In the fall of 2011, millions of Americans were drawn to a movement directly challenging dramatically rising income inequality. The Occupy Movement dominated public discourse and put economic unfairness at the center of policy debates. Yet only two years after Occupy began on Wall Street, efforts to redress still worsening income inequality have stalled. The national grassroots campaign to get House Republicans to enact immigration reform has not been matched by similar efforts to raise the minimum wage or end corporate tax loopholes, with advocacy for such policies no stronger today than before Occupy’s emergence. We even face the prospect of President Obama selecting Lawrence Summers, a longtime backer of the 1%, as the new head of the Federal Reserve. Are activists preoccupied with other issues, or have people decided that challenging the power of the 1% is not a winnable political fight?
This past weekend I came across two documentaries about dramatic wealth inequality in the United States: Alex Gibney’s November 2012, Park Avenue: Money, Power & the American Dream and Inequality for All, a film about Robert Reich’s critique of inequality that opens on September 27. These films join others on this topic, and while it’s always good to see outrageous economic inequality exposed, my chief reaction was: why after Occupy are we still “exposing” the problem instead of doing something about it?
Clearly, it’s easier to depict gross inequality than to change it. But Americans already know that the rich are getting richer at everyone else’s expense.
Incredible as it seems in the wake of Occupy, until the fast food worker strikes that recently hit sixty cities there were no mass mobilizing efforts pushing to change this troubling wealth dynamic.
These strikes, along with the movement to raise the federal minimum wage, are addressing the nation’s striking inequality. And should these efforts grow, they will make a tremendous difference in reducing economic unfairness.
But it will not be easy. Whereas Occupy’s emergence made economic inequality a daily news story, reports on fast food protests and the inadequate minimum wage are episodic. And as demonstrated by the media virtually abandoning coverage of widespread homelessness in the United States—its persistence means it is no longer “news”—low-paid fast food workers face a challenge of creating ongoing “breaking news” events to keep the media’s attention.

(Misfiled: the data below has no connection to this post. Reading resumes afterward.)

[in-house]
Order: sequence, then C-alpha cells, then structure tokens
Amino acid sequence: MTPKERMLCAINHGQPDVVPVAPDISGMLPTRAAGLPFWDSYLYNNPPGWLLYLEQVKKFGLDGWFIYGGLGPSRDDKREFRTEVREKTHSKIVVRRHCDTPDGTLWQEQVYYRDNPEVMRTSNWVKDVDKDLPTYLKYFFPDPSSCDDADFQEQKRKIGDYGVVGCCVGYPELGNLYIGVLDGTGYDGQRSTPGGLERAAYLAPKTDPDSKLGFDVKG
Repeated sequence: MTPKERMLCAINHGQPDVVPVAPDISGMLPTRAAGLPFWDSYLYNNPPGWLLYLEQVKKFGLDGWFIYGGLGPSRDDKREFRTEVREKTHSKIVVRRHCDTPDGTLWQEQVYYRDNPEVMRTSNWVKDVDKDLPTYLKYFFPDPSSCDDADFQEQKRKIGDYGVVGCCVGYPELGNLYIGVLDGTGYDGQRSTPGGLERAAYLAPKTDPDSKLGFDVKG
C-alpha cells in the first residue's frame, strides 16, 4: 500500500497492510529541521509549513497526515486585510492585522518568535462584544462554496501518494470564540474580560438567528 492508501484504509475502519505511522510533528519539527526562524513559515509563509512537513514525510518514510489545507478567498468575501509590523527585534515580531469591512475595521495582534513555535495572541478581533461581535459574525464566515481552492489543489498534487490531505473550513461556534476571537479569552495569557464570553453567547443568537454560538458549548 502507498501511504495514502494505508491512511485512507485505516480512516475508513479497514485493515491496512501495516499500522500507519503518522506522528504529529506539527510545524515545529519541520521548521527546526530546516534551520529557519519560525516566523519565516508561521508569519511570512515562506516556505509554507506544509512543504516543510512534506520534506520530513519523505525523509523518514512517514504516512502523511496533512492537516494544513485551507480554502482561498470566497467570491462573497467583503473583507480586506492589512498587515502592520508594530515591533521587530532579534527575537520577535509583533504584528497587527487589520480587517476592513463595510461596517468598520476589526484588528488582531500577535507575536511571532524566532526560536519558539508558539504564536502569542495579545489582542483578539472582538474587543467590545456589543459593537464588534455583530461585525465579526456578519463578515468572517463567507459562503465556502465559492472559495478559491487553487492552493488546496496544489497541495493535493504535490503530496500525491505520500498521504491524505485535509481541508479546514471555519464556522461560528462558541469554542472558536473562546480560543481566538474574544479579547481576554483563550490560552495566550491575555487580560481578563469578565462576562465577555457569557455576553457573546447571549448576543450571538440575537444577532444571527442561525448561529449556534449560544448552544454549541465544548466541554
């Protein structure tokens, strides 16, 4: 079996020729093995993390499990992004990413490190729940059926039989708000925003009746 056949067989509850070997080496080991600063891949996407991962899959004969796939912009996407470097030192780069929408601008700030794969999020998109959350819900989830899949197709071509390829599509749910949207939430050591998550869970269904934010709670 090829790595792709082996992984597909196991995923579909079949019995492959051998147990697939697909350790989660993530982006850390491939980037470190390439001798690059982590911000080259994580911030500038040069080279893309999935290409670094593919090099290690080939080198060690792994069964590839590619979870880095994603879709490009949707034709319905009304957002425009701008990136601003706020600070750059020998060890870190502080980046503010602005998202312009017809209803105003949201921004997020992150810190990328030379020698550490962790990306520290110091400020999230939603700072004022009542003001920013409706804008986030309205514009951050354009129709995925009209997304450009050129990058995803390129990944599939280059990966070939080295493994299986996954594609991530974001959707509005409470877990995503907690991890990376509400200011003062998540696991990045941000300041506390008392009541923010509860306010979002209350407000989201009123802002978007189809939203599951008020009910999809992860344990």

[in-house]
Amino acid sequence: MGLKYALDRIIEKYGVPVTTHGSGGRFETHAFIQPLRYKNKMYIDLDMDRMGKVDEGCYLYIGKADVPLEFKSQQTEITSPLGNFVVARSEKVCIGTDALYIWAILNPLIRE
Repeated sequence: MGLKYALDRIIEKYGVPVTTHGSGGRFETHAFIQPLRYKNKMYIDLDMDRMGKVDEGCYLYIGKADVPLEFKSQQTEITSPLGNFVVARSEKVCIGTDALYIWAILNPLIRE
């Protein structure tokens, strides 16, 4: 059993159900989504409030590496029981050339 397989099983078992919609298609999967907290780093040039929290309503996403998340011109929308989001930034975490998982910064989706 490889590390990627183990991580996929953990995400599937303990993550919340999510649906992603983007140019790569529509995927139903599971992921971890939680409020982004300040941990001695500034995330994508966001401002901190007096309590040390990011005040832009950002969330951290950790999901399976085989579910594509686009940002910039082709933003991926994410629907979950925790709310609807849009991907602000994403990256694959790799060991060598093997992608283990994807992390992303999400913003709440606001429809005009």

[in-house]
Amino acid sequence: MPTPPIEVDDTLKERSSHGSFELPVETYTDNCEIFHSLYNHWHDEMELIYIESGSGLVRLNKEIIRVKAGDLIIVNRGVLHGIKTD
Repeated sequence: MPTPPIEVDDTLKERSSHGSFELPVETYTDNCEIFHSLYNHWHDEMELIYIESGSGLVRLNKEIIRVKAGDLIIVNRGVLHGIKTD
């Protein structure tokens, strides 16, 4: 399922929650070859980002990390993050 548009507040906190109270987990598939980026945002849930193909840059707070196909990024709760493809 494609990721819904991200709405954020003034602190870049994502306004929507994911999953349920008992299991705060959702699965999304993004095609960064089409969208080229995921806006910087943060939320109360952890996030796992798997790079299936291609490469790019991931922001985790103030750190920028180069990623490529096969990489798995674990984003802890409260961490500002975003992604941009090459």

Occupy’s critique went far beyond the plight of low-wage workers, and its other targets—corporate tax loopholes, anti-worker trade agreements, the ongoing power of big banks and financial institutions— are still not subject to mass grassroots pressure in the United States.
That seems like a missed opportunity to mobilize a public already unhappy about rising inequality and declining economic mobility. But now an opportunity has presented itself: a major grassroots campaign could be launched against President Obama’s increasingly likely selection of Lawrence Summers to head the Federal Reserve.
Supporters of Obama’s 2008 campaign were furious when the President selected Summers for a key economic post in 2009. Now a President who supports a higher minimum wage, raising taxes on corporations and the wealthy and extending unemployment benefits is potentially going to turn the keys to the country’s economy over to someone who opposes all these positions.
Even its critics thought the Occupy movement raised important questions about dramatically rising income inequality in the United States. And that’s why I doubt Obama would be considering Summers if the Occupy movement were still dominating the public debate.
Randy Shaw is Editor of BeyondChron. He analyzes the Occupy movement’s strategic successes and failures in his new book, The Activist’s Handbook, Second Edition: Winning Social Change in the 21st Century.Filed under: Archive